Wednesday, 25 February 2015

Livea Pop-Up

Occasionally I’ll take on a project, which is outside of my comfort zone. This was one such project. It was commissioned by a friend in Jakarta, who I worked with a few years ago (on a music video). He came to me to ask me to design a pop-up for a brochure for one of his clients, 'Livea', (an Indonesian Boutique Property Development Company). The pop-up will be in the middle-page spread of their brochures. 
The proposal was to create a simple, striking pop-up design, which demonstrates the company’s ethos. 
After experimenting with different paper weights and fibre optics (for the butterflies), we came up with this design. It's a simple house/gift box design, with cut-out butterfly shapes creating a filigree pattern at the top, fastened with a ribbon bow.
   The aim was to create a delicate, aesthetically pleasing pop-up design.
Due to the mechanisms of ‘pop-ups’, they tend to be rather clunky. The challenge here was to create a refined design that produces a flutter of gold butterflies when the gift box is opened. 

Friday, 20 February 2015

Last Chance to see this Exhibition

Closing on Thursday, 26th February
'In Fairyland' features new work by Tessa Farmer
  and contributions from Su Blackwell, Sverre Malling, Annelies Strba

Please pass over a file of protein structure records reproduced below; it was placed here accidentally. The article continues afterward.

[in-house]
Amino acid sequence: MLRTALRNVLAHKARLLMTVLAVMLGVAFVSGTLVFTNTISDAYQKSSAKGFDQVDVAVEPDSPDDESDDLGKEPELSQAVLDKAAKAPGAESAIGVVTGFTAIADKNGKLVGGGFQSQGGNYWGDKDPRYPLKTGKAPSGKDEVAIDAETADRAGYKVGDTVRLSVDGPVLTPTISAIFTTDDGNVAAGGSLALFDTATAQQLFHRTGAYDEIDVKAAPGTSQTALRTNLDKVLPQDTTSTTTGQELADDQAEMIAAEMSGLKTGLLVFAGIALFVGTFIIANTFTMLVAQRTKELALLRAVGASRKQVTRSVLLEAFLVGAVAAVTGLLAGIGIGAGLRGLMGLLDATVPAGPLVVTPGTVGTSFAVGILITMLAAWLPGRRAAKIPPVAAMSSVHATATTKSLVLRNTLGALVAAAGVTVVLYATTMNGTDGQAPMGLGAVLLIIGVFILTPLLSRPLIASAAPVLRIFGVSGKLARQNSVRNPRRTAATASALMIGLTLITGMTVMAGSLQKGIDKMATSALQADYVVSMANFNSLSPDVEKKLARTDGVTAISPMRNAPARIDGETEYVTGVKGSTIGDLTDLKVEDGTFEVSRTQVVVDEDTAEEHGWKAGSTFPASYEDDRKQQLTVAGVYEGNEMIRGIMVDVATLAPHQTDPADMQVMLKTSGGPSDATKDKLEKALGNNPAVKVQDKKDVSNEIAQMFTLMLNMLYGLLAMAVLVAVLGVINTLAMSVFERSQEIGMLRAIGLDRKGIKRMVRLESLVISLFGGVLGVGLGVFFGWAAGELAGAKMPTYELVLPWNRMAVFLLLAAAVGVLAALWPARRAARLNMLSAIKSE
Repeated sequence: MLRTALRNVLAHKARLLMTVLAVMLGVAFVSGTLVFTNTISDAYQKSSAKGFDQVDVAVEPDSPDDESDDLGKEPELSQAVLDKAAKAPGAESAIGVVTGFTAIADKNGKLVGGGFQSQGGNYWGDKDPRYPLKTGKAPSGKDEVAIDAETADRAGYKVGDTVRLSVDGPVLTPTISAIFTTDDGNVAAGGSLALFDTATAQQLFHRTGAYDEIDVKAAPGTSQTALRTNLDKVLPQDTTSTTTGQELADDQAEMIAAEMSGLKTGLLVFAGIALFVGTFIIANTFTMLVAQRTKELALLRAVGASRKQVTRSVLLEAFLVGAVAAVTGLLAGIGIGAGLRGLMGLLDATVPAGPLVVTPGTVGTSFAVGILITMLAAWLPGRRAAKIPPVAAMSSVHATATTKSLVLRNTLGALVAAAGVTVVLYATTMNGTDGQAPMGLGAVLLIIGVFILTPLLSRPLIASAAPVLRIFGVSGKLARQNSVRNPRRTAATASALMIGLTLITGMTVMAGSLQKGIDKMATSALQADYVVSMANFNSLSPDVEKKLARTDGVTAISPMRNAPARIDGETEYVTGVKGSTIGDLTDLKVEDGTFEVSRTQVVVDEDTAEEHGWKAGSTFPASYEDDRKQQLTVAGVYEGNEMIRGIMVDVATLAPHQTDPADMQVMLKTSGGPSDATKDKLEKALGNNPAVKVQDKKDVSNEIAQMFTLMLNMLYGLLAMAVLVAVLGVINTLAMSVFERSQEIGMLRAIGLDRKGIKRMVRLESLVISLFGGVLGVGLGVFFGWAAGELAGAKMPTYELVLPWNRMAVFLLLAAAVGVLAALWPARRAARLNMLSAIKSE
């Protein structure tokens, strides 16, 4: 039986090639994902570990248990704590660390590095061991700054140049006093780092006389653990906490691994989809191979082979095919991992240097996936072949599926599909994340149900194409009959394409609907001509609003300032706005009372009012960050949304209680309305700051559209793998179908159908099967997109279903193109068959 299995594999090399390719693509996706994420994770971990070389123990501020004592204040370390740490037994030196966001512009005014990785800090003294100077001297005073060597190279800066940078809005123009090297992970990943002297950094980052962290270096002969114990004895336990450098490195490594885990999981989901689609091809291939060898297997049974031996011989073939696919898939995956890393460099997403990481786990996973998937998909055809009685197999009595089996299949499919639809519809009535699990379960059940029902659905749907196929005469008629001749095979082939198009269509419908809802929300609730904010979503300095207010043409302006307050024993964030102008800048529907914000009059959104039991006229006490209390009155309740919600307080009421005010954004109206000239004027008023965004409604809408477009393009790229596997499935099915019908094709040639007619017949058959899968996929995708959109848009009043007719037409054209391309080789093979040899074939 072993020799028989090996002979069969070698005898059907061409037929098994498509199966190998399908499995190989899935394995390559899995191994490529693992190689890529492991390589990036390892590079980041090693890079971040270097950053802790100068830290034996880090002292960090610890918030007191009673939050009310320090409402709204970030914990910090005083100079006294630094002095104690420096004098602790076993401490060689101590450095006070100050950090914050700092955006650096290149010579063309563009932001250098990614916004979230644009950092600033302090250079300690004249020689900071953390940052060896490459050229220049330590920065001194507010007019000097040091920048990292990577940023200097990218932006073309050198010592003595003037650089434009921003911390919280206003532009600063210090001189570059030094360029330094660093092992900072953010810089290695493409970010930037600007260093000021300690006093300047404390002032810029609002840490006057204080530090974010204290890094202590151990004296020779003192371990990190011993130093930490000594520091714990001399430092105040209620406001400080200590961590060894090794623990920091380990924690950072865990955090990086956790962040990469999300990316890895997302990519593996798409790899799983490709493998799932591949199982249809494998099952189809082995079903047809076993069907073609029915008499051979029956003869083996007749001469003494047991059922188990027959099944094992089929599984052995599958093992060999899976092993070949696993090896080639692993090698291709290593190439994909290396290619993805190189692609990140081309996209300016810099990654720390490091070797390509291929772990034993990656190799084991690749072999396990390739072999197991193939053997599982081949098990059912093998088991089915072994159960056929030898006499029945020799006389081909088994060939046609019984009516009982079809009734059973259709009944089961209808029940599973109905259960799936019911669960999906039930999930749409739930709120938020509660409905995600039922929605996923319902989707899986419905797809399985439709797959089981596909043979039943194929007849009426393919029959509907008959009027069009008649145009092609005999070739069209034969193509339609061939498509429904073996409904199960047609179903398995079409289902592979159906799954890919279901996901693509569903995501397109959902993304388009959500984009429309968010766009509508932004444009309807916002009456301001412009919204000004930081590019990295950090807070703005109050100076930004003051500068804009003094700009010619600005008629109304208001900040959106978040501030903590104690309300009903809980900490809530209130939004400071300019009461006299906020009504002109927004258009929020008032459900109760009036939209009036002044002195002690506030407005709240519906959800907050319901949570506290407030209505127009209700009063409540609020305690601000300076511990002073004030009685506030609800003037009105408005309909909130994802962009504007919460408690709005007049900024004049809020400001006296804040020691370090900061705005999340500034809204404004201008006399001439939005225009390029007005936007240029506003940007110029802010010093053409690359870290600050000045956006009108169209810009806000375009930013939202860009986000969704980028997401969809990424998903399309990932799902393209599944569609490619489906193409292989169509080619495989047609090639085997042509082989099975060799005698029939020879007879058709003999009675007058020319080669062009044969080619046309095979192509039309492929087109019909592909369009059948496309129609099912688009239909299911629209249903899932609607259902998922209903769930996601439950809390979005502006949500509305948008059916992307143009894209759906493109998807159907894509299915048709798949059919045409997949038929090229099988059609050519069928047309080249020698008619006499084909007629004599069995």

and The Cottingley Fairies

  My Contribution - The Tree in the Oak House, 2015 (detail)

Thursday, 19 February 2015

In the Studio today -

 photographs of work-in-progress for a new commission.


more to come soon...

Monday, 16 February 2015

New Work for 'Dwelling' Exhibition

The Tree House, 2015  
For my upcoming exhibition, I have been exploring the notion of dwelling, be that a shed, a wood-hut, a lighthouse or a tower. 
I am particularly drawn to tree houses. As a child I pestered my dad to build me a tree house. My pleads fell on deaf ears though, because I didn't get the tree-house I desired. Instead, I looked on enviably at other kid's tree houses, and wished we had a big tree in the bottom of our garden to build such a palace. 
So, when I came across a tree house in some communal gardens in St Leonards on Sea recently, it re-captured some of my childhood longing.
On completing this work, I received a lovely email from one of the residents in St Leonard's who commissioned the original tree house.
Here is a copy of some of his email.

''We commissioned the tree house from a local designer and his social enterprise wood recycling company a few years ago.
It's a great hit with all the kids but perhaps not so much with some of the residents on the road. :)